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Aircraft Braking Systems Corporation V. Local 856 International Union United Automobile Aerospace And Agricultural Implement Workers Uaw, United States Court of Appeals,Sixth Circuit, No. 95-3774, October 2, 1996

Title
Aircraft Braking Systems Corporation V. Local 856 International Union United Automobile Aerospace And Agricultural Implement Workers Uaw, United States Court of Appeals,Sixth Circuit, No. 95-3774, October 2, 1996
Content
United States Court of Appeals,Sixth Circuit.

AIRCRAFT BRAKING SYSTEMS CORPORATION, Plaintiff-Appellant, v. LOCAL 856, INTERNATIONAL UNION, UNITED AUTOMOBILE, AEROSPACE AND AGRICULTURAL IMPLEMENT WORKERS, UAW, Defendant-Appellee, American Arbitration Association, Inc., Defendant.

No. 95-3774.
Decided: October 2, 1996

Before: MARTIN, Chief Judge; DAUGHTREY, Circuit Judge; BECKWITH, District Judge.* Edward C. Kaminski (briefed), Buckingham, Doolittle & Burroughs, Akron, OH, Carol MacKenzie, Pearl & MacKenzie (argued and briefed), Syosset, NY, for Plaintiff-Appellant. David Roloff, Goldstein & Roloff (argued and briefed), Cleveland, OH, for Defendant-Appellee.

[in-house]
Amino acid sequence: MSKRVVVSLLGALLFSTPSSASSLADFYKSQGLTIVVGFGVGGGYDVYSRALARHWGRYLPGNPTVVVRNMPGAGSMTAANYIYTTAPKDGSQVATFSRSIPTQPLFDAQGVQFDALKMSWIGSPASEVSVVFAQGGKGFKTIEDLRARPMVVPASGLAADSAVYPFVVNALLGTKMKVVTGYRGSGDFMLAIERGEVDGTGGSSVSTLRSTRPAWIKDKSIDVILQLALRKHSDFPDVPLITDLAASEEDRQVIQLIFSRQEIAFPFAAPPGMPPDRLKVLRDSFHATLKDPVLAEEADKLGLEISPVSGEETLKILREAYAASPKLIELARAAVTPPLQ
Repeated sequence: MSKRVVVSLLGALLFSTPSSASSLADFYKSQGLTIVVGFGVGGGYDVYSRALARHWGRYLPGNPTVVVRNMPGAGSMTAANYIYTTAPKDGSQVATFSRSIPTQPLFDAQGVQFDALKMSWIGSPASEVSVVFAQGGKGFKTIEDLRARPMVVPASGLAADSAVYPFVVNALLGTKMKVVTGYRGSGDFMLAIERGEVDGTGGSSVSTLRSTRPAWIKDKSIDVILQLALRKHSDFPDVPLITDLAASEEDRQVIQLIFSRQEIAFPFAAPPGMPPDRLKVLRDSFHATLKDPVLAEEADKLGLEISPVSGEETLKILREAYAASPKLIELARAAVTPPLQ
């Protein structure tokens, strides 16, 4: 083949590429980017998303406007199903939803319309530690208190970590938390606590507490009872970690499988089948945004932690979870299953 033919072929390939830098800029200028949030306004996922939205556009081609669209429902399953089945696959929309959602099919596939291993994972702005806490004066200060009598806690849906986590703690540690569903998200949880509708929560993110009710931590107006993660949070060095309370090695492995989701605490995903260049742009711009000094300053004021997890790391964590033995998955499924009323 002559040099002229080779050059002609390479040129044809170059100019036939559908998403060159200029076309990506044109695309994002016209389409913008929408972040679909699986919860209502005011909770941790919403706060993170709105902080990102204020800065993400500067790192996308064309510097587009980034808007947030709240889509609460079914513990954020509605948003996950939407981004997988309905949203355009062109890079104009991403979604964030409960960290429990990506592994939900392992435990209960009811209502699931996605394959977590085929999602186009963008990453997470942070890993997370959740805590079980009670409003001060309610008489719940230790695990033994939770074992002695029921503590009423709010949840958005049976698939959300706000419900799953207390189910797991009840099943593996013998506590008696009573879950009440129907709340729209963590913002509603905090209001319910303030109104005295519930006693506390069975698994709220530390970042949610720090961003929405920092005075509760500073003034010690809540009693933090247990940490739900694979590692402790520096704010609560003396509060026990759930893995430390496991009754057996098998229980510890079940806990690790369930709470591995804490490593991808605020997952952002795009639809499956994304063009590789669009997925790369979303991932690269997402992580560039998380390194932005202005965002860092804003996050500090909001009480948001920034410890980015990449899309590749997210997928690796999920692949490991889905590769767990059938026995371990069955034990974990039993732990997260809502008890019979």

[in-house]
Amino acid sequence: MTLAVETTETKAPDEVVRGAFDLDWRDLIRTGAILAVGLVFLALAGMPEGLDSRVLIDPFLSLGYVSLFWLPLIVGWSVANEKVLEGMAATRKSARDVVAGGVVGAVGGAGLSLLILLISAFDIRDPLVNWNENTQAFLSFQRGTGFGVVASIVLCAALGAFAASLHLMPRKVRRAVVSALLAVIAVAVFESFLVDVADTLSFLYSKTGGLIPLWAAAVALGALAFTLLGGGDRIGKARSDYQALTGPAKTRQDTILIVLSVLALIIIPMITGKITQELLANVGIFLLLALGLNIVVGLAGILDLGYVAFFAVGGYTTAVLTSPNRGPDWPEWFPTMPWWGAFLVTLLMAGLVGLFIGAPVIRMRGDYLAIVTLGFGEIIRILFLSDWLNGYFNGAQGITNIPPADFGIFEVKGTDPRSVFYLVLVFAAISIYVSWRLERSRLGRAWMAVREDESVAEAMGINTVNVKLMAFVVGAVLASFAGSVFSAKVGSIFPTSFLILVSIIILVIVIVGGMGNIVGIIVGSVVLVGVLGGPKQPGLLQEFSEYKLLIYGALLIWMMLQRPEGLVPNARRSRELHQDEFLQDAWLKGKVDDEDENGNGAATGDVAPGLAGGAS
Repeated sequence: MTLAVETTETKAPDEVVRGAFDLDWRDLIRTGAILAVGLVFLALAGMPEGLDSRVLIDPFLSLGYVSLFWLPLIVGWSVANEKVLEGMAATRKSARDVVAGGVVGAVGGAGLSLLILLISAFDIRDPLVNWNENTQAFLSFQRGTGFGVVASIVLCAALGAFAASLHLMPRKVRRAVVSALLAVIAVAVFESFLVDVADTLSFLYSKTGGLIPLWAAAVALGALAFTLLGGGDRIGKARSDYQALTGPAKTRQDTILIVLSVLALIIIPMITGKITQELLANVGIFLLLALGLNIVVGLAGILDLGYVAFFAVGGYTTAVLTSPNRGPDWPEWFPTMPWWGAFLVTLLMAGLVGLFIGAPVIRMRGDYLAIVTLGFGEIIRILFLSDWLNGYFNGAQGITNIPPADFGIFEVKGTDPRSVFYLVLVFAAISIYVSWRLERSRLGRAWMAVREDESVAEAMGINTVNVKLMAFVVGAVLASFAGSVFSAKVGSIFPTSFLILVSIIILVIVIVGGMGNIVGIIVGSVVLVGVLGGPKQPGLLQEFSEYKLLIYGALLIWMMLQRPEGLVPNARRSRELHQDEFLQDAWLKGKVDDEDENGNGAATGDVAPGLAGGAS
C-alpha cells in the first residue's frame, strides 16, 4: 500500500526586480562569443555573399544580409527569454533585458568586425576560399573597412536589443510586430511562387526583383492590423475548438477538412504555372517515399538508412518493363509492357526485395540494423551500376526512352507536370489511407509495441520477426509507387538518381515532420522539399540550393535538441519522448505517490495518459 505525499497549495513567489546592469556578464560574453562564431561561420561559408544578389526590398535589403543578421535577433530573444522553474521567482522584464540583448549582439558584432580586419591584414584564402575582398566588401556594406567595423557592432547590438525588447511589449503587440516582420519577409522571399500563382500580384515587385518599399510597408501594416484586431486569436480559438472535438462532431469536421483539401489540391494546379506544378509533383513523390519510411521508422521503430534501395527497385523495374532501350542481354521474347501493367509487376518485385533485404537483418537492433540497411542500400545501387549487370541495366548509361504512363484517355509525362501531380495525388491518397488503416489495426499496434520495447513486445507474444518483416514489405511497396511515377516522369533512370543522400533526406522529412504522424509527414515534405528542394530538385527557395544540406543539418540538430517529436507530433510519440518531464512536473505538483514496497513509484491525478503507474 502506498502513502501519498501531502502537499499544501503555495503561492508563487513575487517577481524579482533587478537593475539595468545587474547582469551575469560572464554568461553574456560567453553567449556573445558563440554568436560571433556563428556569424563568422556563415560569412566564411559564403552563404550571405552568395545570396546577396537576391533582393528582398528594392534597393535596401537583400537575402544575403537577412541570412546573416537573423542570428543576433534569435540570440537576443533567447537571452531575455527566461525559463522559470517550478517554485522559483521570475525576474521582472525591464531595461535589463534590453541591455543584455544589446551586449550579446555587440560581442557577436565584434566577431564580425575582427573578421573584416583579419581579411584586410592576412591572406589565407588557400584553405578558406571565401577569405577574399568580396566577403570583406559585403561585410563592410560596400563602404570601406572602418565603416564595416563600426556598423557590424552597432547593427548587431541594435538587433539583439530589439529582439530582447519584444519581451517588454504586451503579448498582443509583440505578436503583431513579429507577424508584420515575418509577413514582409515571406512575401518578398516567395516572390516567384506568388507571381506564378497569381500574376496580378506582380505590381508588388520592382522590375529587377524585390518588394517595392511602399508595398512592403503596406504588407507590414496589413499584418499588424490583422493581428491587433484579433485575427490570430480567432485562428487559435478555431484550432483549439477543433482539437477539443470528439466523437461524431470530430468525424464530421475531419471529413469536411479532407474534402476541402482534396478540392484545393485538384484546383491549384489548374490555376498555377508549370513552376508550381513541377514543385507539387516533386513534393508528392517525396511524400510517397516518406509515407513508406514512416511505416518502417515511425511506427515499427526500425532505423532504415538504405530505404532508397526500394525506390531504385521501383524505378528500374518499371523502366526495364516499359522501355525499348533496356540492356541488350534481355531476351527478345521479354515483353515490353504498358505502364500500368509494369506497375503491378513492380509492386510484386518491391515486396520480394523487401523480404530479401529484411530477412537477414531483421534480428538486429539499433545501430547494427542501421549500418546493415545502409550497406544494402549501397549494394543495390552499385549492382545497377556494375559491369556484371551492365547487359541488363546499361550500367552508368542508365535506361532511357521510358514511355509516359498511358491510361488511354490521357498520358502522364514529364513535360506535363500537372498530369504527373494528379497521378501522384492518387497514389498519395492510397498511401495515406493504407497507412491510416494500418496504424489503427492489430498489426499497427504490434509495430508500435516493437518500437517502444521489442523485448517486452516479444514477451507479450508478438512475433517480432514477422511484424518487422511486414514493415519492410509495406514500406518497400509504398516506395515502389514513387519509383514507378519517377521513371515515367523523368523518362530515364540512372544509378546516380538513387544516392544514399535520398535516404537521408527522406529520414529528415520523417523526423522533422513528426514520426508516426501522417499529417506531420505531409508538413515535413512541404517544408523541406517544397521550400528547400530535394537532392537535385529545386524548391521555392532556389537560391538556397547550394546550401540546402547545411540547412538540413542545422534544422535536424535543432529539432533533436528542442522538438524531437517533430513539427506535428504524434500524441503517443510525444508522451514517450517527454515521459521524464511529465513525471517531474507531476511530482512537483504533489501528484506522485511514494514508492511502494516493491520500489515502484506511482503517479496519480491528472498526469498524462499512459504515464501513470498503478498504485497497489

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Because the district court concluded that Aircraft Braking Systems was collaterally estopped from litigating the issue whether an interim agreement existed between the parties, we conduct a de novo review of the district court's decision to vacate the arbitrator's award. See John Morrell & Co. v. Local Union 304A of the United Food and Commercial Workers, AFL-CIO, 913 F.2d 544, 559 (8th Cir.1990); cf. Black v. Ryder/P.I.E. Nationwide, 15 F.3d 573, 582 (6th Cir.1994). As a preliminary issue, we first address whether an arbitrator is bound by res judicata or collateral estoppel when deciding a matter previously litigated in federal court between the same parties. The district court answered this question affirmatively. This Court has not addressed this precise issue, but those other circuits confronting the problem have held uniformly that arbitrators are bound by prior federal court decisions under the doctrines of collateral estoppel and/or res judicata. See John Morrell & Co., 913 F.2d at 562-63 (vacating arbitration award involving an interpretation of a no-strike clause in the parties' agreement contrary to a previous jury determination of the same issue in litigation between the same parties on the ground that consideration of the issue was barred by collateral estoppel principles); Miller Brewing Co. v. Fort Worth Distrib. Co., 781 F.2d 494, 499 (5th Cir.1986) (reasoning that parties should be barred from seeking relief from an arbitration panel if res judicata principles would bar relief in federal court because an arbitration award involves the entry of judgment by a court); Telephone Workers Union of New Jersey, Local 827, International Brotherhood of Electrical Workers v. New Jersey Bell Tel. Co., 584 F.2d 31, 33 (3d Cir.1978) (refusing to confirm an arbitration award on res judicata and collateral estoppel grounds where arbitrator's determination on the arbitrability of an issue was contrary to a previous judicial decision on the same issue). We agree with the reasoning of these cases. Arbitrators are not free to ignore the preclusive effect of prior judgments under the doctrines of res judicata and collateral estoppel, although they generally are entitled to determine in the first instance whether to give the prior judicial determination preclusive effect. See Trailways Lines, Inc. v. Trailways, Inc. Joint Council, 807 F.2d 1416, 1425 (8th Cir.1986). However, Aircraft Braking Systems does not argue here that arbitrators are free to ignore prior judicial decisions if the doctrines of collateral estoppel or res judicata apply. Rather, Aircraft Braking Systems claims that the parties submitted the question of arbitrability of the grievance to the arbitrator, or alternatively, that collateral estoppel is not applicable on the facts of this case.